These young men found each other and metallurgists, and chemists, and mechanics to start discussion groups and to problem-solve.   They wandered around and wrote on blackboards in the various labs.  They challenged each other and teased each other until a solution immerged.   The list of what they produced is amazing and the stories of how they came up with these solutions fascinating:

  • Switches
  • Cables
  • Masers to lasers
  • Water proofing
  • Transistors
  • Secret Codes for the WWII
  • Calculators
  • Computers
  • Radar
  • Microwave Antennas
  • UNIX
  • Atomic Bomb
  • CCE = Digital Photography
  • 13 Nobel Prize Winners!

Although institutions such as Microsoft, Apple, Google, and others have great minds working together, they are similar but not as innovative or inspiring with the new, they are creating within a niche. “….the NET is chipping away my capacity for concentration and contemplation.” Nicholas Carr.

The downfall of this experiment was when they had to give up their monopoly and break apart the different sections so that they were not all working together without need for grants.  With the monopoly the BELL LABS did not have to learn how to find funds or market.  The biggest problem was that the USA downgraded education as a priority particularly math and sciences; modern society wants rules, answers, and control and thus curiosity is not encouraged.

“I just don’t think they make people like the kind of people we had; not that nature doesn’t make them just that the environment doesn’t make them.”   Dr. Lucky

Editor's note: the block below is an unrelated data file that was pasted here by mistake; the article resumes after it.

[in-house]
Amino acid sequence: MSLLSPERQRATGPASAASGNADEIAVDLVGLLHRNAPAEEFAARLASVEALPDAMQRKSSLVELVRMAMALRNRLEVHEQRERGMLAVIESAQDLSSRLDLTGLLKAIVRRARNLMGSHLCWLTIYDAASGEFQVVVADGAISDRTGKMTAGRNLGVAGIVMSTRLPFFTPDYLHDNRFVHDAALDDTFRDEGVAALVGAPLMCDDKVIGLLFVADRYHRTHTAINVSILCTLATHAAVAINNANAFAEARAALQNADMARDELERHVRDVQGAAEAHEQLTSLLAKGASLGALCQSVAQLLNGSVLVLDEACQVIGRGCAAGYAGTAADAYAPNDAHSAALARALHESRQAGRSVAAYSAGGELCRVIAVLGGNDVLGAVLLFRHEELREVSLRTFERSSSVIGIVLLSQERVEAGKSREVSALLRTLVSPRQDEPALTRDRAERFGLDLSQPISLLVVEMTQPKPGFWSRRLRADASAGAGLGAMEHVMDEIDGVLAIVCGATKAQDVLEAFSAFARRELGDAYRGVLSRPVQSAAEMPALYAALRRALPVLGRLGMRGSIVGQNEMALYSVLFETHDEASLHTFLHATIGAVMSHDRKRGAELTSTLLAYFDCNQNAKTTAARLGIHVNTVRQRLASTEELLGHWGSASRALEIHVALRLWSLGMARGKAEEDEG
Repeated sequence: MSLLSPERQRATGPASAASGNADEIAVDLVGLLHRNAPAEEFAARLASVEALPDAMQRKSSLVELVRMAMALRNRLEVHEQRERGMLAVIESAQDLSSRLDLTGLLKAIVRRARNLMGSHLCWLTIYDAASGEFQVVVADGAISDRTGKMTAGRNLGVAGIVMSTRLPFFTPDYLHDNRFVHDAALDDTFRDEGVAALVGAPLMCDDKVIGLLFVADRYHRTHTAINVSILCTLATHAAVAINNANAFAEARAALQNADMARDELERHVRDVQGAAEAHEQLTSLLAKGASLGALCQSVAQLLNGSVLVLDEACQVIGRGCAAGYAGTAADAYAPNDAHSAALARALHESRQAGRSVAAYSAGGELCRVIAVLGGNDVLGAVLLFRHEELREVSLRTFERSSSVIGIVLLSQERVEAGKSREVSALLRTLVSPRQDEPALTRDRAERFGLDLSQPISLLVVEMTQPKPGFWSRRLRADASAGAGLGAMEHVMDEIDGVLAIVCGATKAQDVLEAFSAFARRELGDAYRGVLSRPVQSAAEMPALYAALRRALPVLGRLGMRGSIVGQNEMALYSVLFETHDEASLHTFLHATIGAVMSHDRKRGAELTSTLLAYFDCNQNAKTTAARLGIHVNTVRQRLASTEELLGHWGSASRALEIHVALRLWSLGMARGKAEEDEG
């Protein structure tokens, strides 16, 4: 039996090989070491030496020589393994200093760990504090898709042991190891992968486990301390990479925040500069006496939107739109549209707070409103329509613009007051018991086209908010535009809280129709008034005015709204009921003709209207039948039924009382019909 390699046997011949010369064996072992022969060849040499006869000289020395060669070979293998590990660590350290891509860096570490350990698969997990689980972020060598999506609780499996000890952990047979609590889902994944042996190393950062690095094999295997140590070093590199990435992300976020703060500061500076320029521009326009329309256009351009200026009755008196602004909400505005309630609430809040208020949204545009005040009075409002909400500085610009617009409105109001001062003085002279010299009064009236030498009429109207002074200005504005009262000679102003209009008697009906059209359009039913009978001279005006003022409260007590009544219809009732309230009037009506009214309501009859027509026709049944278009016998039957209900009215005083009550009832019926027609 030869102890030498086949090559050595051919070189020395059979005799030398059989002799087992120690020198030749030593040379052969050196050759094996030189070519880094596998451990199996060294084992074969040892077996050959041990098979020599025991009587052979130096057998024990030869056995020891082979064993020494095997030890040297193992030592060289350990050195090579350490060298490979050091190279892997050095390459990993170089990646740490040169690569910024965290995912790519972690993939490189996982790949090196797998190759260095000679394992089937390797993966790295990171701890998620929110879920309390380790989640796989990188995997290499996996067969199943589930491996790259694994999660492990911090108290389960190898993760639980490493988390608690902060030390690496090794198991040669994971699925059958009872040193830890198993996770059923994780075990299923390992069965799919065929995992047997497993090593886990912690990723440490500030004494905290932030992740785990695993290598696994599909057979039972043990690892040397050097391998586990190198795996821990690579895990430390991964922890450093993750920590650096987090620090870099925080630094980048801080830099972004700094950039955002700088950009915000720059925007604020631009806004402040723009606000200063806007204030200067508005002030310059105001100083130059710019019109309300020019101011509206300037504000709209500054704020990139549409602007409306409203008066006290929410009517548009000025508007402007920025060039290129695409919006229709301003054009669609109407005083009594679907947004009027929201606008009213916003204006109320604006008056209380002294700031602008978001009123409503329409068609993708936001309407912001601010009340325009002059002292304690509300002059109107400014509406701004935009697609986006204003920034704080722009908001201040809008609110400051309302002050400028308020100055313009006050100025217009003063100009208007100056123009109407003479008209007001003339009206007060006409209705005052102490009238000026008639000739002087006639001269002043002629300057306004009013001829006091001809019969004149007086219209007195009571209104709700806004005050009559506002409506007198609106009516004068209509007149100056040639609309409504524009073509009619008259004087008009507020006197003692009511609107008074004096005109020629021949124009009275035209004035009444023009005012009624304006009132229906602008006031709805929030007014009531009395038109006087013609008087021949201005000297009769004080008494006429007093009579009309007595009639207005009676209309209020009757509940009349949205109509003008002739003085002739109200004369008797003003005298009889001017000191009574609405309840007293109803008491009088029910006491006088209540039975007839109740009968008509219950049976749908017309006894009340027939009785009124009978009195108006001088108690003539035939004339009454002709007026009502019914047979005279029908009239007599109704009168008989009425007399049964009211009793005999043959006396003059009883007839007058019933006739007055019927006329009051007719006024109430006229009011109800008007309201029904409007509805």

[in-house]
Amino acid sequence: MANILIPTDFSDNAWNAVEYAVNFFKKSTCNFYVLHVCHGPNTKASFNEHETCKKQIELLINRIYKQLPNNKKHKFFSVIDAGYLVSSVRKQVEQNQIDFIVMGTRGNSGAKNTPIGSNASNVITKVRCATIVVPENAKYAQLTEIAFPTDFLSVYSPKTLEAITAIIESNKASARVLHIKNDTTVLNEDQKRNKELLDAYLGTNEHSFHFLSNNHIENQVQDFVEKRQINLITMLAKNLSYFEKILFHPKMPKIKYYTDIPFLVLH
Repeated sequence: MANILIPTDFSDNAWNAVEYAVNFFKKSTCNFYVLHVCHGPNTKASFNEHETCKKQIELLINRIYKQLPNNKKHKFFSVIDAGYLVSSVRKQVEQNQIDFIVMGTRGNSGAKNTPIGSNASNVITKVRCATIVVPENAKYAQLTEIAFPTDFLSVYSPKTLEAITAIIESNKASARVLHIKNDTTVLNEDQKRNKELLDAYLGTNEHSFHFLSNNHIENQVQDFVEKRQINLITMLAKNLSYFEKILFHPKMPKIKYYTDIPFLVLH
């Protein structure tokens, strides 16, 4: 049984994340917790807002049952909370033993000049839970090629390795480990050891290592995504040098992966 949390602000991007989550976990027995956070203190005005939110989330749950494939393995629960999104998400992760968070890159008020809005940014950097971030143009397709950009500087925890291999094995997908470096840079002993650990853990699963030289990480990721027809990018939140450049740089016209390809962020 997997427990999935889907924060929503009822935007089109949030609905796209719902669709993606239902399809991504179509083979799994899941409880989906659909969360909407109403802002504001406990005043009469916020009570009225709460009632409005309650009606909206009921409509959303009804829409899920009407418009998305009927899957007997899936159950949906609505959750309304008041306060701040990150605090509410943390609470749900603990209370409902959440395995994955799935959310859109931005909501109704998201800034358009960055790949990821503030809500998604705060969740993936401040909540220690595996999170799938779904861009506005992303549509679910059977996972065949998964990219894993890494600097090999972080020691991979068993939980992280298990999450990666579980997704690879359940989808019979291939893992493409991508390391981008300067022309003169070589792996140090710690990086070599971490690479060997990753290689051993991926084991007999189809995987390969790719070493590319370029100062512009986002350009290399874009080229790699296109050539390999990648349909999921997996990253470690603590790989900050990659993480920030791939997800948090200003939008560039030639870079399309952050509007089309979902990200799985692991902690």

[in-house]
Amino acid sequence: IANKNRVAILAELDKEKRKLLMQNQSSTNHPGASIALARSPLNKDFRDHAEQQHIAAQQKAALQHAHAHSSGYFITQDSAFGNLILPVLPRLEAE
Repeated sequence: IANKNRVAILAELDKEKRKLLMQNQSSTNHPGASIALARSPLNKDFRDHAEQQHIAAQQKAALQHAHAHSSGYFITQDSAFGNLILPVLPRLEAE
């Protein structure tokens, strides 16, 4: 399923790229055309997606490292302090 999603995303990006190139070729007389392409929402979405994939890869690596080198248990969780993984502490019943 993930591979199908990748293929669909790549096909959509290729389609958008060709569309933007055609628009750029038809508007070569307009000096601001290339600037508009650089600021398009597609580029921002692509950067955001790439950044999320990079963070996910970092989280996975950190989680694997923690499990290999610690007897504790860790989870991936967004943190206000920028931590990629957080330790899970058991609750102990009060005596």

I would highly recommend this book to anyone who wishes to be amazed by history and to jumpstart their curiosity.   I also enjoyed this book because it made me feel closer to my Father who was one of those brilliant, curious, intelligent young men of those times, who came from a similar background and created an education system that outshined anything else that was in existence and it came to the attention of the Kennedy family.  When President Kennedy was shot it burst the trajectory my Father was on and other people just did not have the foresight to comprehend his work, though many prestigious universities called him to teach and promoted his concepts.

I was also fascinated with the chapter about the Seattle and New York World’s Fairs as I attended both and went to the Bell Lab’s displays and house of the future.

So has anything surprised you recently and been different from your expectations?  Would you have read the book if it had turned out to not be what you expected?   Were you pleased with the outcome?

Penguin Press  and TLC book tours sent me a copy of this book and I promised them a review.

tlclogoIf you order anything from Amazon or Powell’s    I will receive a few beans in my bucket. (Kindle)

Related Reading:
Shiny Objects
The Swan Thieves
The Social Animal
The Procrastination Equation